A hundred years ago, Budapest was one of the most modern cities in Europe, with wide boulevards and opulent buildings recently reconstructed. Two world wars and a half-century of communism later, and the city has a gigantic backlog of reconstruction. It’s being tackled with a will, but the task is enormous: the most casual glance reveals grand hotels and department stores renovated beautifully to their former secessionist glory, cheek by jowl with the flair-filled make-do-and-mend of the “ruined bars” district.

Müpa outside at night © David Karlin
Müpa outside at night
© David Karlin

But amongst all the renovation, one building stands out as an example of where the Hungarians have simply started again: the Palace of Arts (known locally as “Müpa”, a shortening of the Hungarian Művészetek Palotája). Located by the Danube at the south end of Pest’s inner ring of boulevards, it’s obvious at first sight that you’re looking at a new build created with very little compromise. Enter the building (from an often windswept park by the riverside) and you are in a space which is both elegant and welcoming. Warmth is imparted by generous use of pale wood – Canadian maple for the panelling, Hungarian and Chilean cherry elsewhere – while light and airiness result from an open layout with an awful lot of glass.

Müpa will be 10 years old in March next year. It houses three major facilities: the Béla Bartók National Concert Hall, the Festival Theatre and the Ludwig Museum, as well as a number of smaller spaces: wherever you walk in the building, it seems, you come upon some sort of nook and cranny that can be turned into a performance space. The concept of the commissioning authorities was that Müpa should be a “cultural shopping centre” attracting every kind of person interested in culture: Müpa claims to be the largest complex of its kind in Central Europe, bringing together the whole gamut of music, dramatic and visual arts in a way that had not been previously attempted.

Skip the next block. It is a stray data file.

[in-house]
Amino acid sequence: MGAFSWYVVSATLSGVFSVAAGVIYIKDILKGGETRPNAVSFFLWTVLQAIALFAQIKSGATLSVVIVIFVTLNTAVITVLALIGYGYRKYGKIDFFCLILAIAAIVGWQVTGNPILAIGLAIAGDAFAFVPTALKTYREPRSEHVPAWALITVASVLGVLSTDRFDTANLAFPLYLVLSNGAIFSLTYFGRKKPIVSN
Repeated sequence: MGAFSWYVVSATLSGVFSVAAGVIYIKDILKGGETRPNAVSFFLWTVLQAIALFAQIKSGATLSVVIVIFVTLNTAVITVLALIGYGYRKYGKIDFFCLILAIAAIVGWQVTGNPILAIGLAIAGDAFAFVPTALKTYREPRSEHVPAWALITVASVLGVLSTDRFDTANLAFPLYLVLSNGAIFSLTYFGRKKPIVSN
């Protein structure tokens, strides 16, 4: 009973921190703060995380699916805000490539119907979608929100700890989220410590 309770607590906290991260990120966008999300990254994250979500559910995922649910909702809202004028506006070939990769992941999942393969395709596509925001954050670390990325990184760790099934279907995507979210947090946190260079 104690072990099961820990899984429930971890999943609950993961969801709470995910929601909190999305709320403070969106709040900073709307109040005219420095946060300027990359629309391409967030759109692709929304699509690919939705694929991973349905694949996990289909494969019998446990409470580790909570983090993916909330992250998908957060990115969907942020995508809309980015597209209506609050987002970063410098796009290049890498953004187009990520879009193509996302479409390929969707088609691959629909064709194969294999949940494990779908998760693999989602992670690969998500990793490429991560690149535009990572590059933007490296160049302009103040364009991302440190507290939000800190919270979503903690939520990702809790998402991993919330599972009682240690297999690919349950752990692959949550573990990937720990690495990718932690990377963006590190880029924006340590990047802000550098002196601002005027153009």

Béla Bartók National Concert Hall © Palace of Arts
Béla Bartók National Concert Hall
© Palace of Arts
While the Festival Theatre and the Ludwig Museum are important to Hungarians, the most internationally important of these facilities, and of course the one that’s most interesting to readers of these pages, is the 1700-seater Béla Bartók Hall. It’s an attractive and comfortable venue – nothing so surprising there, for a brand new hall – but what impresses most is its acoustics, the work of the late Russell Johnson and his agency Artec (which was sold to Arup last year, following Johnson’s death in 2007). The hall uses “box within a box” construction (popular, on a notably smaller scale, with recording studios), in which rubber springs isolate the entire hall from external noise. The roughly rectangular shape facilitates lateral reflections which impart richness to the sound, while various tricks can be used to reconfigure the inside surfaces of the hall to suit different types of music. The results are particularly astonishing in that a listener some distance towards the back of the hall can still pick out detailed timbre of individual instruments within an orchestral backwash. The hall also boasts Europe’s largest organ outside a church.